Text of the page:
R’s success strongly links to its huge community. The R community is a breeding place for the rapid adoption and implementation of new ideas and statistical techniques. It provides R with a clear advantage over commercial software packages such as SAS or SPSS that are by nature slower innovators, and other open source communities that not yet have the bandwidth to support all the latest progress fast enough.

When and how to use R or Python?

Getting Started

Want to easily integrate statistical tasks with web apps or into a production database? Consider Python. As a full-fledged programming language, Python is a great solution for the implementation of algorithms for production use.

Want to do some exploratory work? Dealing with a data analysis task that requires stand-alone computing or analysis on individual servers? Consider R. It’s handy for almost any type of data analysis, because of the huge number of packages.

Going for Python?

Then your next step is to create a toolbox of data analysis libraries. In the past, the infancy of Python packages was an issue, but over the years this has improved significantly. Consider the following packages, depending to the type of work you need to do:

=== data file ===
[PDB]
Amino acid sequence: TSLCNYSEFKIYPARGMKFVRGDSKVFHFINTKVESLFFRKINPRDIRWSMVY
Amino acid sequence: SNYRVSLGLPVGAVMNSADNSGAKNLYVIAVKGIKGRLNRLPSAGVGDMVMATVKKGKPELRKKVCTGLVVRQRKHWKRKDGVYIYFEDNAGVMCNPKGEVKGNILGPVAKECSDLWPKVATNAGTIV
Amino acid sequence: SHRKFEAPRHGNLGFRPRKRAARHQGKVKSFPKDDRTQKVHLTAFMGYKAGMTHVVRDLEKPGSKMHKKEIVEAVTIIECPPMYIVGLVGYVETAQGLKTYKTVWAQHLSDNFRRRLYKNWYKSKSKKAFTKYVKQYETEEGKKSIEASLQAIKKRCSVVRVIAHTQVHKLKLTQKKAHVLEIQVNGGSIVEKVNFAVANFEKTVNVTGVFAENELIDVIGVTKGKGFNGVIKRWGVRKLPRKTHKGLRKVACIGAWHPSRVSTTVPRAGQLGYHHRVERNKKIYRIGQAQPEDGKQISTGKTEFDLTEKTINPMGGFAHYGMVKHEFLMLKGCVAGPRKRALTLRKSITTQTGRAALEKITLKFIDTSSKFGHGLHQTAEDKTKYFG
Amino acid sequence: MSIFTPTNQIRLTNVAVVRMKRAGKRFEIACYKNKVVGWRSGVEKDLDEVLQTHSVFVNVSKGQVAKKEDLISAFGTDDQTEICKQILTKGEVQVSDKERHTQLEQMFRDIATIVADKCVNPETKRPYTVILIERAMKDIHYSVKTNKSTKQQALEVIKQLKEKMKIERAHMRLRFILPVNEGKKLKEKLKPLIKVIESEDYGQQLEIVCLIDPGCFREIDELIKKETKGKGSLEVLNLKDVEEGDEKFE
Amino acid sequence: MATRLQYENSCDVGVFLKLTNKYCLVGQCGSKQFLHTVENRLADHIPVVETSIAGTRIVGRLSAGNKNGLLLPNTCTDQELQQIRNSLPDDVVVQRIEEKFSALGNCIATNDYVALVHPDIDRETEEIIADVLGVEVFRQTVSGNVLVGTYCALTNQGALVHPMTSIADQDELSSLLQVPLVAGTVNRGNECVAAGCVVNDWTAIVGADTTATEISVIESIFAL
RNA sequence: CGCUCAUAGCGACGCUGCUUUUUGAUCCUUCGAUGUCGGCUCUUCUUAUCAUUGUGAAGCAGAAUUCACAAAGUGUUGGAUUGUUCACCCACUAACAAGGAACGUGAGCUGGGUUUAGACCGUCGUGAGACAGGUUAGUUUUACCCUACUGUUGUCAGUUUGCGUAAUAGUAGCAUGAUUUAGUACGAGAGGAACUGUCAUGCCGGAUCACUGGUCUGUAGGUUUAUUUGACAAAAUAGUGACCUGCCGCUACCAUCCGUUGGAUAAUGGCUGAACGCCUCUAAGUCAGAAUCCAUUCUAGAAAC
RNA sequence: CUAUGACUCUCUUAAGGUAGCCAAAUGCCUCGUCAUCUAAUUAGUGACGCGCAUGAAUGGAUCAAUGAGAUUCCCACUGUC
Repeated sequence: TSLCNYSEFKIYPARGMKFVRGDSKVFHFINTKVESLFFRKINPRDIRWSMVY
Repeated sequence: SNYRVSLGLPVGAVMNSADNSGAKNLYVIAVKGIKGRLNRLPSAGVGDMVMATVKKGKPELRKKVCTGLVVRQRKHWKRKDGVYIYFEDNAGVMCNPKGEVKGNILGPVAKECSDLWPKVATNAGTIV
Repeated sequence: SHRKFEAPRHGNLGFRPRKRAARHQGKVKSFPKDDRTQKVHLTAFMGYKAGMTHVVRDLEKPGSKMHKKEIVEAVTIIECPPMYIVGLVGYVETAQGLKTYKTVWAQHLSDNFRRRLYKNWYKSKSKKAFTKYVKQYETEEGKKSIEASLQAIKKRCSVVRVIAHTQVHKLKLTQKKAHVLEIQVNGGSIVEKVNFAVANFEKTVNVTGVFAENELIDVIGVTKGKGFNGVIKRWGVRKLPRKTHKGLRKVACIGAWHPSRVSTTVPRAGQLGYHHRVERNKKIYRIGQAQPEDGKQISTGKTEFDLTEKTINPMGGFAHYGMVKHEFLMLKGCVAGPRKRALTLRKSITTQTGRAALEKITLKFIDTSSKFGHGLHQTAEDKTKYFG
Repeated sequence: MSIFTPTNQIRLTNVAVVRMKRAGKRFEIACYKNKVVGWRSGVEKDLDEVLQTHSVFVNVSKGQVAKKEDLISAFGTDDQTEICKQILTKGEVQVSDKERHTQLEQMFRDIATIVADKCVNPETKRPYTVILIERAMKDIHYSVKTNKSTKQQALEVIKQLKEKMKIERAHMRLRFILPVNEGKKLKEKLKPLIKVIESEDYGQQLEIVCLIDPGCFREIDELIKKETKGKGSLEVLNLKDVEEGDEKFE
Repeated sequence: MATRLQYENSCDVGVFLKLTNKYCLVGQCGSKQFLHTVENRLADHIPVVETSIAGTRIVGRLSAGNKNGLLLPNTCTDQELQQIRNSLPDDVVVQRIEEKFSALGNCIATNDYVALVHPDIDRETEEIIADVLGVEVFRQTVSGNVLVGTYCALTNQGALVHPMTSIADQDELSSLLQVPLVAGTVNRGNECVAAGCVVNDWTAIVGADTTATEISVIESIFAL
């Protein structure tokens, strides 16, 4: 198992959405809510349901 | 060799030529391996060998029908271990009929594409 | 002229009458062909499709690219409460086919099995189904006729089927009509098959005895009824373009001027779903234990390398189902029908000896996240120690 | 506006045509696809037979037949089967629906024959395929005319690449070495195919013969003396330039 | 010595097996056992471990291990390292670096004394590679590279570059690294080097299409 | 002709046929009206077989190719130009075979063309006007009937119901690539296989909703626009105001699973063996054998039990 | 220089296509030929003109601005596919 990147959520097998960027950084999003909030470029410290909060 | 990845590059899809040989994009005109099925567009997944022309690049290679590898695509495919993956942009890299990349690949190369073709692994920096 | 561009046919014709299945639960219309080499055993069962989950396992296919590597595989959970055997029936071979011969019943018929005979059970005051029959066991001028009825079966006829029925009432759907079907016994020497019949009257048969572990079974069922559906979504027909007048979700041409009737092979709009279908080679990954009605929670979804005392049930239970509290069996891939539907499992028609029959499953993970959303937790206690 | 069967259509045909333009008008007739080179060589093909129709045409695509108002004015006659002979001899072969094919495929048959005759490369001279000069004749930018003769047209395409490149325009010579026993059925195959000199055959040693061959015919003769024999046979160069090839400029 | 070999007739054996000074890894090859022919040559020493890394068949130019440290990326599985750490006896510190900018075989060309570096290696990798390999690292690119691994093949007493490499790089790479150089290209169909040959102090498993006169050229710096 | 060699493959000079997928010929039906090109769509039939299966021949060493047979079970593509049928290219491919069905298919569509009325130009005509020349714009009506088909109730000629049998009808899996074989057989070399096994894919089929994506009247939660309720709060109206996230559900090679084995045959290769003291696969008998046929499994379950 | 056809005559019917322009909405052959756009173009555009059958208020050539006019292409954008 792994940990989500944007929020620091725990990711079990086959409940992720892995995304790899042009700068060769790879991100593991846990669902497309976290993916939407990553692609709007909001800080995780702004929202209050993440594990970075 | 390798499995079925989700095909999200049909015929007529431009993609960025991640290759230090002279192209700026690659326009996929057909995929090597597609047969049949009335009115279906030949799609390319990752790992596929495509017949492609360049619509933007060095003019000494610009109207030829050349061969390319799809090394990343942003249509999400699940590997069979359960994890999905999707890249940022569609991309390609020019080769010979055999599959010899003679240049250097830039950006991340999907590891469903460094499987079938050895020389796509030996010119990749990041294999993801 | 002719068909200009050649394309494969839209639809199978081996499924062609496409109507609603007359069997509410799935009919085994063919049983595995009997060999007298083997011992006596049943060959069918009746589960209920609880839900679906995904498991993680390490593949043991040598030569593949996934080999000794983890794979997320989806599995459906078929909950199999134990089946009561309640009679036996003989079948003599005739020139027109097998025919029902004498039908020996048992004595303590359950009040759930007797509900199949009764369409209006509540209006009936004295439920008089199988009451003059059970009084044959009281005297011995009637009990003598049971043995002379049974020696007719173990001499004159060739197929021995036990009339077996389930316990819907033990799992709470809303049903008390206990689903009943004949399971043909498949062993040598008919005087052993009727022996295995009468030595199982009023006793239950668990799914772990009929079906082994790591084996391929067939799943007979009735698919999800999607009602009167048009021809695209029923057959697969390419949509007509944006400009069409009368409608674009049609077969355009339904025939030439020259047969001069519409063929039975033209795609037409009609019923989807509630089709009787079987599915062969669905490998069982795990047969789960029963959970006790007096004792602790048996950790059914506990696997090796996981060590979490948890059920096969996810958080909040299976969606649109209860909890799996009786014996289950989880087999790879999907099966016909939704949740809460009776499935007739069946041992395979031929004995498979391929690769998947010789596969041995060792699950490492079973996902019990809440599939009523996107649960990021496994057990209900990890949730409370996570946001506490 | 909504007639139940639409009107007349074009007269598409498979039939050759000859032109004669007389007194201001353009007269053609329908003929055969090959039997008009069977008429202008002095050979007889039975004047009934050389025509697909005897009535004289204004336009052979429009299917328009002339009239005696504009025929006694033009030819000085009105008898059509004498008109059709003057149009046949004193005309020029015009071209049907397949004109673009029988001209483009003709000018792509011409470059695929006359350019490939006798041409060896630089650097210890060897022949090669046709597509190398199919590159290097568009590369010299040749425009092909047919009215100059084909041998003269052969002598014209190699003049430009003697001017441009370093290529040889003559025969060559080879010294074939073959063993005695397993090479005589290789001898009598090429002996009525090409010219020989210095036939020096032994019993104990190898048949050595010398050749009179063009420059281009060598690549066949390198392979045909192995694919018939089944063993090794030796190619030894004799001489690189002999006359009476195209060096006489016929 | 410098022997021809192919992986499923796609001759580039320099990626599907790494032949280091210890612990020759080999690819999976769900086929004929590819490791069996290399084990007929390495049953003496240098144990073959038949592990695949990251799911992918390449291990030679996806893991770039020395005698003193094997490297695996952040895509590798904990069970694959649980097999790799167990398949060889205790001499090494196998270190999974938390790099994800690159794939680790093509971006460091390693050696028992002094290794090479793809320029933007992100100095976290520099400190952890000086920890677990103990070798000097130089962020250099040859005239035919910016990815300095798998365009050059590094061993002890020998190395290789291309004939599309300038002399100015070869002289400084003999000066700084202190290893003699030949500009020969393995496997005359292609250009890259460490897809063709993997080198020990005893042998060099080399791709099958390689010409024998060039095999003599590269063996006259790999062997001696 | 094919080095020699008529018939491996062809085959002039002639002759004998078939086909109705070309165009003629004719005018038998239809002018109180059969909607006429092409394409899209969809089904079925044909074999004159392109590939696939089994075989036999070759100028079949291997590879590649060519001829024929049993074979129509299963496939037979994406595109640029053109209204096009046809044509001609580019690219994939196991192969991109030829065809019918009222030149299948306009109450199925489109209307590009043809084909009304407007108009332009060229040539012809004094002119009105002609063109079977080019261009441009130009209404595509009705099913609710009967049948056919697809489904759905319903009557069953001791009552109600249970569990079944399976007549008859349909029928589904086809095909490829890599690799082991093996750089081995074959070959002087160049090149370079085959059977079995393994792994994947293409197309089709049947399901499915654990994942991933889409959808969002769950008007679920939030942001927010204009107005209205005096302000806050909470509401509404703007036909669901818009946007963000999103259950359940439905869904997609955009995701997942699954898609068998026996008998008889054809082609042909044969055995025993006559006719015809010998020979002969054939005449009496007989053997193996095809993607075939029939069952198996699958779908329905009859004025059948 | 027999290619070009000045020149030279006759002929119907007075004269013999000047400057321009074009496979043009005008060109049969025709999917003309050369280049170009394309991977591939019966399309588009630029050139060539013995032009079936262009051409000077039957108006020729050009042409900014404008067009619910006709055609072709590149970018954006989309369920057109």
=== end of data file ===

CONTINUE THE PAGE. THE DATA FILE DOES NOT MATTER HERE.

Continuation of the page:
If you need an IDE, look at Spyder, IPython Notebook and [Rodeo] (https://github.com/yhat/rodeo/) to see which one best fits your needs.

Going for R?

Install the fantastic RStudio IDE and have a look at the following packages:

Advantages and disadvantages of Python

Pro Python

  • Just check out IPython Notebook and be amazed. It makes it easy to work with Python and data.
  • Python is a general purpose programming language. The easy syntax increases the speed at which you can write a program. So more play time =]
  • Great testing framework with low barrier to entry.
  • Python is a multi-purpose language, thereby bringing people with different backgrounds together. How cool is it to be able to build a single tool in one language that integrates with every part of your workflow!

Pro/Con Python

  • Visualizations are important. Python has visualization libraries (Seaborn, Bokeh and Pygal) but R’s are more flexible and (in our opinion) more aesthetically pleasing.

Con Python

  • As said before, Python is a challenger. It does not offer an alternative to the hundreds of R packages, making it unclear whether people will give up on R.